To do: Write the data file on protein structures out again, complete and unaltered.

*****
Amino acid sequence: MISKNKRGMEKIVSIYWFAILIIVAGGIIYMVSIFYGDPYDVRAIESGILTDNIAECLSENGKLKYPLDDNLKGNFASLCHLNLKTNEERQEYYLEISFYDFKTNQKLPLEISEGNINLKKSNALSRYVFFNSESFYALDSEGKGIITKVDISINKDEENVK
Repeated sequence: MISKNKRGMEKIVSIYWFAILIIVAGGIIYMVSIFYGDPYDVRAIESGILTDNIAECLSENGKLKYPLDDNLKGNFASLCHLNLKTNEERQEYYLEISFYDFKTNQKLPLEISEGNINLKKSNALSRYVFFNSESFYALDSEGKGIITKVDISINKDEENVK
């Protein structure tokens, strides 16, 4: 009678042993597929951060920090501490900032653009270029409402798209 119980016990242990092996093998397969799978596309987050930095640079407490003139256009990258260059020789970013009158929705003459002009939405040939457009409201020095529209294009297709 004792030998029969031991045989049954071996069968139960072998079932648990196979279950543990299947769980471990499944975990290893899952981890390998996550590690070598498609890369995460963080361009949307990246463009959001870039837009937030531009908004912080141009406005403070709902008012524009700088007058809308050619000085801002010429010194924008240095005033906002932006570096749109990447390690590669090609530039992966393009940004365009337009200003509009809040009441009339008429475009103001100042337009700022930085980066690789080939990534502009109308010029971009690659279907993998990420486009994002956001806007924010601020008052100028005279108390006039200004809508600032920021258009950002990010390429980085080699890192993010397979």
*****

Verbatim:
Amino acid sequence: MISKNKRGMEKIVSIYWFAILIIVAGGIIYMVSIFYGDPYDVRAIESGILTDNIAECLSENGKLKYPLDDNLKGNFASLCHLNLKTNEERQEYYLEISFYDFKTNQKLPLEISEGNINLKKSNALSRYVFFNSESFYALDSEGKGIITKVDISINKDEENVK
Repeated sequence: MISKNKRGMEKIVSIYWFAILIIVAGGIIYMVSIFYGDPYDVRAIESGILTDNIAECLSENGKLKYPLDDNLKGNFASLCHLNLKTNEERQEYYLEISFYDFKTNQKLPLEISEGNINLKKSNALSRYVFFNSESFYALDSEGKGIITKVDISINKDEENVK
């Protein structure tokens, strides 16, 4: 009678042993597929951060920090501490900032653009270029409402798209 119980016990242990092996093998397969799978596309987050930095640079407490003139256009990258260059020789970013009158929705003459002009939405040939457009409201020095529209294009297709 004792030998029969031991045989049954071996069968139960072998079932648990196979279950543990299947769980471990499944975990290893899952981890390998996550590690070598498609890369995460963080361009949307990246463009959001870039837009937030531009908004912080141009406005403070709902008012524009700088007058809308050619000085801002010429010194924008240095005033906002932006570096749109990447390690590669090609530039992966393009940004365009337009200003509009809040009441009339008429475009103001100042337009700022930085980066690789080939990534502009109308010029971009690659279907993998990420486009994002956001806007924010601020008052100028005279108390006039200004809508600032920021258009950002990010390429980085080699890192993010397979």